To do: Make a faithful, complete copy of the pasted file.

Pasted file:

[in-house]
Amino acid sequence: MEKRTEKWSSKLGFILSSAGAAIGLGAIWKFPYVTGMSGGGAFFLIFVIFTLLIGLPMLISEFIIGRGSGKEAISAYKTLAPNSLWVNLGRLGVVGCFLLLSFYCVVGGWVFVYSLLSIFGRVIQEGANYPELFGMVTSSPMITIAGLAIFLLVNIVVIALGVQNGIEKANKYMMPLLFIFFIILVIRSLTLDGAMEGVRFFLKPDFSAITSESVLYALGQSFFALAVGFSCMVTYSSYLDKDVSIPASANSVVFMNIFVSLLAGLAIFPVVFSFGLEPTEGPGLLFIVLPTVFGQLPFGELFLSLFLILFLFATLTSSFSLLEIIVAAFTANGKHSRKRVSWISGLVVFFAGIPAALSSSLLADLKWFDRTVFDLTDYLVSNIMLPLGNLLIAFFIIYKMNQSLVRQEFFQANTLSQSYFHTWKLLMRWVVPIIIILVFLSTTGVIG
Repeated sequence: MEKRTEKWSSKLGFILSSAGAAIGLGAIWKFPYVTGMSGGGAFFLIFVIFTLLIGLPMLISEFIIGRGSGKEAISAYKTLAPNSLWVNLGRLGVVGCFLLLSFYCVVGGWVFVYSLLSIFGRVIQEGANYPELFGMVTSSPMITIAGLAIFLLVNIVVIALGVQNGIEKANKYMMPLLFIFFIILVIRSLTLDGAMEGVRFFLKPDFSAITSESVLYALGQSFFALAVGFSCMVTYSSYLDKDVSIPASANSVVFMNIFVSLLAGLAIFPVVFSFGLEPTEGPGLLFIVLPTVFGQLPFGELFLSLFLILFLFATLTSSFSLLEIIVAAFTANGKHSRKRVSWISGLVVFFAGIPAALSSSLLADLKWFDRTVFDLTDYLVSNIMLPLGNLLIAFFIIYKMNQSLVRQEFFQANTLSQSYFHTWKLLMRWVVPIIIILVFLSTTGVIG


[in-house]
Amino acid sequence: MEKRTEKWSSKLGFILSSAGAAIGLGAIWKFPYVTGMSGGGAFFLIFVIFTLLIGLPMLISEFIIGRGSGKEAISAYKTLAPNSLWVNLGRLGVVGCFLLLSFYCVVGGWVFVYSLLSIFGRVIQEGANYPELFGMVTSSPMITIAGLAIFLLVNIVVIALGVQNGIEKANKYMMPLLFIFFIILVIRSLTLDGAMEGVRFFLKPDFSAITSESVLYALGQSFFALAVGFSCMVTYSSYLDKDVSIPASANSVVFMNIFVSLLAGLAIFPVVFSFGLEPTEGPGLLFIVLPTVFGQLPFGELFLSLFLILFLFATLTSSFSLLEIIVAAFTANGKHSRKRVSWISGLVVFFAGIPAALSSSLLADLKWFDRTVFDLTDYLVSNIMLPLGNLLIAFFIIYKMNQSLVRQEFFQANTLSQSYFHTWKLLMRWVVPIIIILVFLSTTGVIG
Repeated sequence: MEKRTEKWSSKLGFILSSAGAAIGLGAIWKFPYVTGMSGGGAFFLIFVIFTLLIGLPMLISEFIIGRGSGKEAISAYKTLAPNSLWVNLGRLGVVGCFLLLSFYCVVGGWVFVYSLLSIFGRVIQEGANYPELFGMVTSSPMITIAGLAIFLLVNIVVIALGVQNGIEKANKYMMPLLFIFFIILVIRSLTLDGAMEGVRFFLKPDFSAITSESVLYALGQSFFALAVGFSCMVTYSSYLDKDVSIPASANSVVFMNIFVSLLAGLAIFPVVFSFGLEPTEGPGLLFIVLPTVFGQLPFGELFLSLFLILFLFATLTSSFSLLEIIVAAFTANGKHSRKRVSWISGLVVFFAGIPAALSSSLLADLKWFDRTVFDLTDYLVSNIMLPLGNLLIAFFIIYKMNQSLVRQEFFQANTLSQSYFHTWKLLMRWVVPIIIILVFLSTTGVIG